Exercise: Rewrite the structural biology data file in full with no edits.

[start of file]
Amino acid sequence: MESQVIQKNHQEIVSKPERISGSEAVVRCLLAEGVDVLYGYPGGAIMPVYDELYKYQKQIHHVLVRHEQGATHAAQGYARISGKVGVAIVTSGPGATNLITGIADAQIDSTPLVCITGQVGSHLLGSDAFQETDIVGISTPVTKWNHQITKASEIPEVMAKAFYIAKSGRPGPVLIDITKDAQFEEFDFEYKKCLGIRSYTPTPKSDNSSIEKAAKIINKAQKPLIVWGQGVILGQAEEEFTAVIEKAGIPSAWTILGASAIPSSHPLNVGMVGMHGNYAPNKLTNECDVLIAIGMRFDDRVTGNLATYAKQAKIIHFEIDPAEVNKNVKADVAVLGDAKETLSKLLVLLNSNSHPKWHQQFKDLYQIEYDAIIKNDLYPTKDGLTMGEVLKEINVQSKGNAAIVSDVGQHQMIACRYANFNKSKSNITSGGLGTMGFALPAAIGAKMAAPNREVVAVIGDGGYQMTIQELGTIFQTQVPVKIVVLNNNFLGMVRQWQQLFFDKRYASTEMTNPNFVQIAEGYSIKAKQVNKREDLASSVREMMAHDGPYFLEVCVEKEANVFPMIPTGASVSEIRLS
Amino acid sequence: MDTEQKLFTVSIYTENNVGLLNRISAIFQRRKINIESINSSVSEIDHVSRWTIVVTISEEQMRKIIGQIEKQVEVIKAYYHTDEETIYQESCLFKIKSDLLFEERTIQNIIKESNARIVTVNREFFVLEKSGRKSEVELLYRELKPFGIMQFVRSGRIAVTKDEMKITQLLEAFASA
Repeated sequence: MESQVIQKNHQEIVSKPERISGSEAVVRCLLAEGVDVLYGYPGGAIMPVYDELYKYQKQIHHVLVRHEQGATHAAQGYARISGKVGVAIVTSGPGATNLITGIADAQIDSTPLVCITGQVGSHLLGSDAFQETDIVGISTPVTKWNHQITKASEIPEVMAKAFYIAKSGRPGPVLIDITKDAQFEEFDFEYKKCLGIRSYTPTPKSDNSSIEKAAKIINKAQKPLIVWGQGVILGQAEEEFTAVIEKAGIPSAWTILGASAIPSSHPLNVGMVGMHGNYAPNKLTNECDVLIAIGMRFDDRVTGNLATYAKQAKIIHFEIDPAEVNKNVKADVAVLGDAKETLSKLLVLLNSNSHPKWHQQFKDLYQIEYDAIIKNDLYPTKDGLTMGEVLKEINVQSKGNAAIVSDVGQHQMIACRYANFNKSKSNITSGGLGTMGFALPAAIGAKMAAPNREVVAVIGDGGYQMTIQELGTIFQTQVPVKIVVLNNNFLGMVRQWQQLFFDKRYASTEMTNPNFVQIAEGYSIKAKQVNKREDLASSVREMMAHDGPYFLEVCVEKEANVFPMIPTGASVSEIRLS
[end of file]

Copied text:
Amino acid sequence: MESQVIQKNHQEIVSKPERISGSEAVVRCLLAEGVDVLYGYPGGAIMPVYDELYKYQKQIHHVLVRHEQGATHAAQGYARISGKVGVAIVTSGPGATNLITGIADAQIDSTPLVCITGQVGSHLLGSDAFQETDIVGISTPVTKWNHQITKASEIPEVMAKAFYIAKSGRPGPVLIDITKDAQFEEFDFEYKKCLGIRSYTPTPKSDNSSIEKAAKIINKAQKPLIVWGQGVILGQAEEEFTAVIEKAGIPSAWTILGASAIPSSHPLNVGMVGMHGNYAPNKLTNECDVLIAIGMRFDDRVTGNLATYAKQAKIIHFEIDPAEVNKNVKADVAVLGDAKETLSKLLVLLNSNSHPKWHQQFKDLYQIEYDAIIKNDLYPTKDGLTMGEVLKEINVQSKGNAAIVSDVGQHQMIACRYANFNKSKSNITSGGLGTMGFALPAAIGAKMAAPNREVVAVIGDGGYQMTIQELGTIFQTQVPVKIVVLNNNFLGMVRQWQQLFFDKRYASTEMTNPNFVQIAEGYSIKAKQVNKREDLASSVREMMAHDGPYFLEVCVEKEANVFPMIPTGASVSEIRLS
Amino acid sequence: MDTEQKLFTVSIYTENNVGLLNRISAIFQRRKINIESINSSVSEIDHVSRWTIVVTISEEQMRKIIGQIEKQVEVIKAYYHTDEETIYQESCLFKIKSDLLFEERTIQNIIKESNARIVTVNREFFVLEKSGRKSEVELLYRELKPFGIMQFVRSGRIAVTKDEMKITQLLEAFASA
Repeated sequence: MESQVIQKNHQEIVSKPERISGSEAVVRCLLAEGVDVLYGYPGGAIMPVYDELYKYQKQIHHVLVRHEQGATHAAQGYARISGKVGVAIVTSGPGATNLITGIADAQIDSTPLVCITGQVGSHLLGSDAFQETDIVGISTPVTKWNHQITKASEIPEVMAKAFYIAKSGRPGPVLIDITKDAQFEEFDFEYKKCLGIRSYTPTPKSDNSSIEKAAKIINKAQKPLIVWGQGVILGQAEEEFTAVIEKAGIPSAWTILGASAIPSSHPLNVGMVGMHGNYAPNKLTNECDVLIAIGMRFDDRVTGNLATYAKQAKIIHFEIDPAEVNKNVKADVAVLGDAKETLSKLLVLLNSNSHPKWHQQFKDLYQIEYDAIIKNDLYPTKDGLTMGEVLKEINVQSKGNAAIVSDVGQHQMIACRYANFNKSKSNITSGGLGTMGFALPAAIGAKMAAPNREVVAVIGDGGYQMTIQELGTIFQTQVPVKIVVLNNNFLGMVRQWQQLFFDKRYASTEMTNPNFVQIAEGYSIKAKQVNKREDLASSVREMMAHDGPYFLEVCVEKEANVFPMIPTGASVSEIRLS